The discovery of superconductivity in cuprates, a class of ceramic materials, in 1986 has boosted an impressive effort of research all around the world. These materials still hold the record for the temperature where lossless conduction of electricity can be obtained. This is why they are called high-Tc superconductors, despite the fact that high-Tc means only minus 140 degrees centigrade. While this seems rather low, it is in fact very high compared to classical superconductors discovered at the beginning of the 20th century, where cooling close to the absolute temperature zero, minus 274 degrees, is required for the emergence of this exotic, yet very useful property. The exciting jump of the transition temperature with the discovery of the high-Tc superconductors still nurtures hope that lossless conduction of electricity may be possible close to room temperature some day.
Still not well understood: High Tc Superconductivity
The phenomenon of superconductivity is well understood -- for the classical superconductors. When not being in the superconducting state, classical superconductors behave like metals, and superconductivity emerges from this metallic state by the pairing of electrons. Pairing of mobile charge carriers is also what is behind the superconductivity of the cuprates. However, these ceramic superconductors are materials, where even the non-superconducting state is hardly understood, let alone the mechanism behind the pairing of the charge carriers. This is why new insights into the properties of the cuprates still keep scientists excited -- even almost 30 years after the discovery of high-Tc superconductivity.
When Copper and Oxygen atoms form planes
The cuprates come as a zoo of materials with abbreviations like LBCO, YBCO, LSCO, BSCO, and many more, with chemical formulae of La2-xBaxCuO4, YBa2Cu3O6+, La2-xSrxCuO4, Bi2Sr2-xLaxCuO6+. All these materials have one common feature: Copper and oxygen atoms are arranged in planes, forming quasi two-dimensional objects. Introducing charge carriers into the copper oxygen planes does not result in a simple metallic behavior. Rather, a complexity of unusual phases around superconductivity is observed, and how the superconducting state develops from these exotic states of matter has escaped explanation up to now.
Charge order in cup rates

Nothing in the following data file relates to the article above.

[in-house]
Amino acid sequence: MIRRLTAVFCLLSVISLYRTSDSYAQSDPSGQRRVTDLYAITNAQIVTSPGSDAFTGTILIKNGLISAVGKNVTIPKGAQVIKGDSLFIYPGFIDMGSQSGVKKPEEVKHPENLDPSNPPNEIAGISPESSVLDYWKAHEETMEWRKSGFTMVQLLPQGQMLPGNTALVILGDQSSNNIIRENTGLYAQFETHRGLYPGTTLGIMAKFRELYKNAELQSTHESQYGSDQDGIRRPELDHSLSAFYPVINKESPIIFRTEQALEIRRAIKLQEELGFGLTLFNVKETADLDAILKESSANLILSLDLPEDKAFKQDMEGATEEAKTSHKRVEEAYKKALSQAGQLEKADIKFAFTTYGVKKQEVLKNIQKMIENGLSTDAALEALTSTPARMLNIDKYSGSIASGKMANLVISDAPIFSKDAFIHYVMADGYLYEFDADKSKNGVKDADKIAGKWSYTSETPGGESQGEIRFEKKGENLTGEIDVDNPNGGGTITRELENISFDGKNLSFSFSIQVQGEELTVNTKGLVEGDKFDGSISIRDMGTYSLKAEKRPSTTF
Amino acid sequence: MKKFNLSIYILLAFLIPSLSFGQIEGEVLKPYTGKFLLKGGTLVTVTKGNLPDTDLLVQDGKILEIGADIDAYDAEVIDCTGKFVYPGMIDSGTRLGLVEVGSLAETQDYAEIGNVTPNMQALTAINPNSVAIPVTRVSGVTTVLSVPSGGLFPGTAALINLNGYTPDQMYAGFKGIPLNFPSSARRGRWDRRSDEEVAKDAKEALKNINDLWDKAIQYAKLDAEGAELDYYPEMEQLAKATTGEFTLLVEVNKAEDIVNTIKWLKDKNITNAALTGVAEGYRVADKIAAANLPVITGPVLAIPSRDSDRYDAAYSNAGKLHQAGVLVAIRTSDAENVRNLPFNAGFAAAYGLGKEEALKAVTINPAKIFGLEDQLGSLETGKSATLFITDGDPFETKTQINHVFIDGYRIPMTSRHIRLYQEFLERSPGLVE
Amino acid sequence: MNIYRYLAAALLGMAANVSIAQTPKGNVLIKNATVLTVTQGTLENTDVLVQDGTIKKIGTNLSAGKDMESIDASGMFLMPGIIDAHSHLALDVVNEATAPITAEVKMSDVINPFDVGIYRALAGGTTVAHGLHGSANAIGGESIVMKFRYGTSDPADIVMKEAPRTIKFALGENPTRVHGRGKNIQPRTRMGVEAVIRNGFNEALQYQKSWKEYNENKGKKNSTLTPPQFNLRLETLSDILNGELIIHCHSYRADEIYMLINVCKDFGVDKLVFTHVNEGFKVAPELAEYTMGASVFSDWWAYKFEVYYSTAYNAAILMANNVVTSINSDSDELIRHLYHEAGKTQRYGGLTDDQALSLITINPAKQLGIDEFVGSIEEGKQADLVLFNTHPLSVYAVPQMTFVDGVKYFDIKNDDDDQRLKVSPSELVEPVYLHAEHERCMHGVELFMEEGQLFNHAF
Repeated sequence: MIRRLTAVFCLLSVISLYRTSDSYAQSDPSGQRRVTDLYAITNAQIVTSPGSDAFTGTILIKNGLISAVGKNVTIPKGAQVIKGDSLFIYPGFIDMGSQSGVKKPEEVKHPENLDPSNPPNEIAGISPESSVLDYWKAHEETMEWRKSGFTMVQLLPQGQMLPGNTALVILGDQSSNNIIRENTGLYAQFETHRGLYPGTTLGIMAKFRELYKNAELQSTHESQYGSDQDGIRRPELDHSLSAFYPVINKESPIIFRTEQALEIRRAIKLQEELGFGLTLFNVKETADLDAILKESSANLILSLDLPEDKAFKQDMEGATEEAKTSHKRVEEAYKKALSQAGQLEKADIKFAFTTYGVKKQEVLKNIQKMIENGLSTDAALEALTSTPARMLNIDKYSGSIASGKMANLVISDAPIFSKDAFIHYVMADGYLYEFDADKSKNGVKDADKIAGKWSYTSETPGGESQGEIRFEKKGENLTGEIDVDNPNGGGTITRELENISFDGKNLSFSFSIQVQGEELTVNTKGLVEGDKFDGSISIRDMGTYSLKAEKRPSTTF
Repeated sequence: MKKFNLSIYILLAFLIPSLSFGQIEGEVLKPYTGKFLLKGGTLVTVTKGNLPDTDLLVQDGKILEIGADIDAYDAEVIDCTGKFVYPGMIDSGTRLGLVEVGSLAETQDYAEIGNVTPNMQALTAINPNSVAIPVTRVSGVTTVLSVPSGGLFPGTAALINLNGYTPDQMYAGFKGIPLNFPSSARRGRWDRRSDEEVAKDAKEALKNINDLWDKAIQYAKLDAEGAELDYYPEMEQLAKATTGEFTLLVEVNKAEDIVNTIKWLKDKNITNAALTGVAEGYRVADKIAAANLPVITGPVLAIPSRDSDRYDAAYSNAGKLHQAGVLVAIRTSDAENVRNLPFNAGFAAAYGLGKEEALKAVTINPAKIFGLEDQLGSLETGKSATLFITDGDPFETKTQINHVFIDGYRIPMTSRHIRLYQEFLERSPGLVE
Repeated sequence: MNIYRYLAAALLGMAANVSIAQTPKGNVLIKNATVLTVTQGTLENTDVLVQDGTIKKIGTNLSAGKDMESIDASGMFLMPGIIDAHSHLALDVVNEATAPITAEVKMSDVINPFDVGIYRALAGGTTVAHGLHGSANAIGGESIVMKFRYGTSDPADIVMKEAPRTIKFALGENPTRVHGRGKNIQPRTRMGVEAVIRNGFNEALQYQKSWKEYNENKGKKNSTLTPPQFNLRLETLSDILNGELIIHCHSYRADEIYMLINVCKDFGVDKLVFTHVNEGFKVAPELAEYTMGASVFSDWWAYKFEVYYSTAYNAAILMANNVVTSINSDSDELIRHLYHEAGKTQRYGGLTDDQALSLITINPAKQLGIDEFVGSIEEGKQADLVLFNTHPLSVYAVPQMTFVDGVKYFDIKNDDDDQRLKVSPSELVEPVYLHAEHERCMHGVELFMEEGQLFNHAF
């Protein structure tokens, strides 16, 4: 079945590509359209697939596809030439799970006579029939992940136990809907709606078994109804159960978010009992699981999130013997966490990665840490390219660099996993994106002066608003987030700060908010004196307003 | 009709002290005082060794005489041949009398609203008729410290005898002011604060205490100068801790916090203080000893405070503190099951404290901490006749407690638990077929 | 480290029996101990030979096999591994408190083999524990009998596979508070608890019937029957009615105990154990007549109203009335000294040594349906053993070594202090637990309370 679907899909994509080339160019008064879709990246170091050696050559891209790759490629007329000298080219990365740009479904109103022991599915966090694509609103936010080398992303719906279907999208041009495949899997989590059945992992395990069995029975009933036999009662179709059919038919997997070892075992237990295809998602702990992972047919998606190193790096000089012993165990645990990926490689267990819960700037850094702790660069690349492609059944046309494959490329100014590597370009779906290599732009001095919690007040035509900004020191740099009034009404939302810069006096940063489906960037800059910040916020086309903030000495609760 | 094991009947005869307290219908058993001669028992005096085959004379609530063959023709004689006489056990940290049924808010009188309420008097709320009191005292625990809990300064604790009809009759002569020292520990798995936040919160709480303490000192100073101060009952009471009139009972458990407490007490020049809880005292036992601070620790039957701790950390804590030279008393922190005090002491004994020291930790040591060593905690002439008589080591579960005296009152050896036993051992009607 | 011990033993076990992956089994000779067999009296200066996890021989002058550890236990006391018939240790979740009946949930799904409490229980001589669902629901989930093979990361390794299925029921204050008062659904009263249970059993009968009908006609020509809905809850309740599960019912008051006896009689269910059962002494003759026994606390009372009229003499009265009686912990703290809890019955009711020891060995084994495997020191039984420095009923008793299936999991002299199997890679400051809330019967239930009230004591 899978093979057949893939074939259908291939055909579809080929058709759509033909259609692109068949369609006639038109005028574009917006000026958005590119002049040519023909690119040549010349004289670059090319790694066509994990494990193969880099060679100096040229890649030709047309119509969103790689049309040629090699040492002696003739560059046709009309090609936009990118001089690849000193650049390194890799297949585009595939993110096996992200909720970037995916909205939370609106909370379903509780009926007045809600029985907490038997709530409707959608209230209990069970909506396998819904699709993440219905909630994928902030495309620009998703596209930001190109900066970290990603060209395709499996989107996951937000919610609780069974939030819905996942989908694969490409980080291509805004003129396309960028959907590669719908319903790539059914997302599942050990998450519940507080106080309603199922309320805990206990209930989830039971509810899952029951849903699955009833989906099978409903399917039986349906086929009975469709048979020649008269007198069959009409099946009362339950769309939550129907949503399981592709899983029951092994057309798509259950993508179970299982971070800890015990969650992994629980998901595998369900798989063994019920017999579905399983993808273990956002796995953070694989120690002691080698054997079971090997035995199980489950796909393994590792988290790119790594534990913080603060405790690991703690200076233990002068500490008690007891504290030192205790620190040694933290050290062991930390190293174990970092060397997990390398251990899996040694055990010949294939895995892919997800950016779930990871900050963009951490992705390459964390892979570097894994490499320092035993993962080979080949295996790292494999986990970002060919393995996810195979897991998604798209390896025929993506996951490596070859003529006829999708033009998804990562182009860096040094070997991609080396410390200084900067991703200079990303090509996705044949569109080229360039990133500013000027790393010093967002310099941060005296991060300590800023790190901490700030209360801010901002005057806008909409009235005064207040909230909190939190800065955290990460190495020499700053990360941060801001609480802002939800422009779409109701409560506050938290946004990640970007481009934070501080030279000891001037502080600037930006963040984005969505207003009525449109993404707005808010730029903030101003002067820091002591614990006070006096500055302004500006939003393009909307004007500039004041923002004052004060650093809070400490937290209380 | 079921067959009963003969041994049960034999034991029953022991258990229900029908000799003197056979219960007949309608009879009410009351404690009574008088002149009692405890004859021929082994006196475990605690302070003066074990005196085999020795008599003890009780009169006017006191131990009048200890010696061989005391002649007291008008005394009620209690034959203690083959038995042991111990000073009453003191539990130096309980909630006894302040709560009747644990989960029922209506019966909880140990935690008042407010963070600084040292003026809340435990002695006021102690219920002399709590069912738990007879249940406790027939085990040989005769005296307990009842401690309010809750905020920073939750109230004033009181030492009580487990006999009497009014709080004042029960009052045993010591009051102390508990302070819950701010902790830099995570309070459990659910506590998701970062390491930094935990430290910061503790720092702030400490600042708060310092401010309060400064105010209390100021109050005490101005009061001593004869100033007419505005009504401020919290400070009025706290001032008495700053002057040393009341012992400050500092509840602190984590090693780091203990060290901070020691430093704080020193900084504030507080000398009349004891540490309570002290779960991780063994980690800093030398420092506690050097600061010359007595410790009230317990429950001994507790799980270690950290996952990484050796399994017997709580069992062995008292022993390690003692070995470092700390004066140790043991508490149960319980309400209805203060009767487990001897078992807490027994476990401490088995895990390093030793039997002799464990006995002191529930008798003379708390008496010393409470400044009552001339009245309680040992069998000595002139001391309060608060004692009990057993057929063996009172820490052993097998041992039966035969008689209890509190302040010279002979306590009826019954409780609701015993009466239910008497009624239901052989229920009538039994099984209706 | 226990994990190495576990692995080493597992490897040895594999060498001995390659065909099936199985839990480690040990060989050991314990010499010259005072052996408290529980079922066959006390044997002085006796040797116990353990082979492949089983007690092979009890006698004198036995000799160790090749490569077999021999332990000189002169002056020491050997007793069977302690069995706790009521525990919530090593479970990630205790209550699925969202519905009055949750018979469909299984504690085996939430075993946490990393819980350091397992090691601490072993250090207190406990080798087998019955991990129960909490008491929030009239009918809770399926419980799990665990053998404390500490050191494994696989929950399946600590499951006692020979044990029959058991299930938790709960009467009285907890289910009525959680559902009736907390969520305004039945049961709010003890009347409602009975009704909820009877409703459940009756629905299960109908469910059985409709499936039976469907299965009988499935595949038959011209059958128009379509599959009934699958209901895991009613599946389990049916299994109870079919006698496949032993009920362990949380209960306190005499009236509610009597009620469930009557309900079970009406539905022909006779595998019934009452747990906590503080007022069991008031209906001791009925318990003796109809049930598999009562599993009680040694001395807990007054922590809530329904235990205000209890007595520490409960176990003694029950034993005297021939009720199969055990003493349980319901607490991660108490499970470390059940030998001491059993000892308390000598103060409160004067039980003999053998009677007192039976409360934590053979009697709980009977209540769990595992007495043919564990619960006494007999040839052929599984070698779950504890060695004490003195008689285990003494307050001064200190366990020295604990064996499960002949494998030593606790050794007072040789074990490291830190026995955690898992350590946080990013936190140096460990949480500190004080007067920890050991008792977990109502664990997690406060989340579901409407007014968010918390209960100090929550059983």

One of the phenomena observed in high-Tc cuprates is the so-called charge order. Here, the charge carriers that are introduced into the ceramics to make them conducting in the first place, tend to form a regular pattern of stripes in the copper oxygen planes. Being placed in a regular arrangement renders the charge carrier less mobile and impedes the formation of the superconducting state: Charge order is antagonistic to superconductivity. This is of course of highest importance for exploring the limits of superconductivity and understanding the phenomenon itself. Charge order was observed in one of the cuprate classes already in 1995. It took, however, quite some time to reveal that many other classes of cuprates exhibit the same behavior, and only in recent years evidence for an ubiquitous phenomenon was accumulated, with the important observation of charge order in YBCO in 2012. All these experiments provided evidence that this phenomenon is a common property of charge carriers in copper oxygen planes in the cuprates.
New results show universal pattern and interesting relations between effects
Initiated by researchers from Minnesota, an international team of scientists has now identified charge order in HgBa2CuO4 , emphasizing this universal behavior: HgBa2CuO4 is a pristine cuprate material with a rather simple crystal structure that superconducts at temperatures as high as minus 175 degrees centigrade. A further important result of the study is the finding that the charge order is closely related to another property of the material. When a very high magnetic field is applied, superconductivity is destroyed, and the electrical resistance goes up and down with changing magnetic field, which is known as quantum oscillations. Finding a universal connection between the period of these quantum oscillations and the spatial period of the charge order is one of the achievements of the study. Linking such seemingly distinct observations for a such a complex material is of utmost importance, as it helps to tell which effect is important and which is only spurious.
The tool: XUV-Diffractometer at UE46_PGM1-BEamline of BESSY II
An important part of this research was carried out with the XUV diffractometer at the HZB, employing the particularly sensitive method of resonant soft x-ray diffraction. This method has already been used successfully to detect the weak charge order in a number of materials in the past, in close cooperation with scientists from HZB who operate the instrument at the UE46_PGM1 beamline at BESSY II. The results are now published in Nature Communications. 'After decades of research, the unusual states of matter in the cuprates and their relation to the phenomenon of high-Tc superconductivity are still puzzling the scientists', says Dr. Eugen Weschke from the Department Quantum Phenomena in Novel Materials at HZB, ' the observation of charge order in this clean model system adds an important piece to the systematics of the cuprates, and we are happy having contributed to these studies by a number of experiments here at HZB by now.'
Referenz: W. Tabis et al., Charge order and its connection with Fermi-liquid charge transport in a pristine high-Tc cuprate, Nature Communications 5, 5875 (2014).